Agriculture
Silk’s superpowers
Fast-flying fungal spores
Watering the Air
Amphibians
Newts
Tree Frogs
Poison Dart Frogs
Animals
Little Beetle, Big Horns
Revenge of the Cowbirds
Life on the Down Low
Behavior
Fear Matters
Pollution at the ends of the Earth
Mosquito duets
Birds
Mockingbirds
Peafowl
Pigeons
Chemistry and Materials
Earth from the inside out
Music of the Future
Boosting Fuel Cells
Computers
Getting in Touch with Touch
Music of the Future
Troubles with Hubble
Dinosaurs and Fossils
Middle school science adventures
Tiny Pterodactyl
Early Birds Ready to Rumble
E Learning Jamaica
2014 GSAT Results for Jamaican Kids
E Learning in Jamaica WIN PRIZES and try our Fun Animated Games
Results of GSAT are in schools this week
Earth
Riding to Earth's Core
Ancient Heights
Getting the dirt on carbon
Environment
When Fungi and Algae Marry
Island Extinctions
To Catch a Dragonfly
Finding the Past
Salt and Early Civilization
A Plankhouse Past
An Ancient Childhood
Fish
Catfish
Whale Sharks
Cleaning Up Fish Farms
Food and Nutrition
Making good, brown fat
The Color of Health
Packing Fat
GSAT English Rules
Problems with Prepositions
Pronouns
Whoever vs. Whomever
GSAT Exam Preparation Jamaica
GSAT Exam Preparation
Ministry of Education Announces 82 GSAT Scholarships for 2010
Scotiabank Jamaica Foundation Grade Six Achievement Test (GSAT) Scholarships
GSAT Exams Jamaica Scholarships
Access denied - Disabled boy aces GSAT
GSAT Exam Preparation
GSAT Practice Papers | GSAT Mathematics | Maths
GSAT Mathematics
A Sweet Advance in Candy Packing
Play for Science
Math Naturals
Human Body
A New Touch
Foul Play?
Sleeping Soundly for a Longer Life
Invertebrates
Grasshoppers
Ants
Beetles
Mammals
Platypus
Numbats
Black Bear
Parents
What Not to Say to Emerging Readers
Raise a Lifelong Reader by Reading Aloud
The Surprising Meaning and Benefits of Nursery Rhymes
Physics
The Pressure of Scuba Diving
One ring around them all
The Particle Zoo
Plants
Seeds of the Future
Plants Travel Wind Highways
Underwater Jungles
Reptiles
Lizards
Geckos
Crocodilians
Space and Astronomy
Chaos Among the Planets
An Earthlike Planet
Super Star Cluster in the Neighborhood
Technology and Engineering
Dancing with Robots
Morphing a Wing to Save Fuel
Algae Motors
The Parts of Speech
What is a Preposition?
What is a Verb?
Countable and Uncountable Nouns
Transportation
Tinkering With the Basic Bike
Robots on a Rocky Road
Ready, unplug, drive
Weather
Warmest Year on Record
Catching Some Rays
Watering the Air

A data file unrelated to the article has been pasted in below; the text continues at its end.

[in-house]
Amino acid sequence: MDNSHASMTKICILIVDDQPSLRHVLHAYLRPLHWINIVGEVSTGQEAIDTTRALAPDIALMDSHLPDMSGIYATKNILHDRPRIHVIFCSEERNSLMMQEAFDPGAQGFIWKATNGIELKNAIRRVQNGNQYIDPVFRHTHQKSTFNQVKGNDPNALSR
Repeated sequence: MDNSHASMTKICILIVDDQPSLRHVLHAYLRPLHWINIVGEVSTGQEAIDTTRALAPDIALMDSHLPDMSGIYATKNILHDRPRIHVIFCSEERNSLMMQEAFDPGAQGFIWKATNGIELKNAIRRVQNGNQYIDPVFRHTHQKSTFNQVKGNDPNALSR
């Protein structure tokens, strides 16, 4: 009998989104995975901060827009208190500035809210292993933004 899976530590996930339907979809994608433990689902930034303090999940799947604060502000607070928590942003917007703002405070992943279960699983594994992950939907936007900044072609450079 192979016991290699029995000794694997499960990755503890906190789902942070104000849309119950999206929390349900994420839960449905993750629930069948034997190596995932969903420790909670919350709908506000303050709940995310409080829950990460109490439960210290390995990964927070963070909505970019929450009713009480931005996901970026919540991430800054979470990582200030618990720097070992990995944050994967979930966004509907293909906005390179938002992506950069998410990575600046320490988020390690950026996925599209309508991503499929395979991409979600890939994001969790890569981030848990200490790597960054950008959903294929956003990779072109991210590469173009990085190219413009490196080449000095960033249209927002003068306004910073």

Add your Article

Ancient Heights

You probably know where all the hills are in your neighborhood. Even so, the planet hasn't always had the same lumps. In some places, Earth was even lumpier that it is now. In other places, it was smoother. Over millions of years, entire mountain ranges have come and gone. The landscape is always changing. Now, a geologist from the Field Museum in Chicago says that she has found a new way to figure out how the shape of Earth's surface has changed over time. Her strategy? Leaf peeping. A tree's leaves have tiny holes called stomata. These pores allow the leaves to take in a gas called carbon dioxide, which the tree needs in order to survive. With this fact in mind, geologist Jennifer McElwain collected leaves from living California black oak. These trees grow in a wide range of altitudes, from sea level all the way up to 2,500 meters (8,200 feet). McElwain used a microscope to count how many stomata were inside a given area of each leaf. She found that the leaves had more stomata at higher altitudes. Then, she came up with an equation that links stomata numbers and elevation. The black oak has been around for at least 24 million years. So, scientists can now count stomata on fossilized leaves to figure out how high the trees were when they lived, McElwain says. By comparing this altitude with the altitude at which the fossils were collected, the researchers can measure any changes in elevation that had occurred. The new method should be more accurate than previous methods, McElwain says. Next, she wants to come up with equations for other tree species. Someday, she says, her research may help scientists answer a major question in geology: When did the Himalayas in Asia rise?—E. Sohn

Ancient Heights
Ancient Heights








Designed and Powered by HBJamaica.com™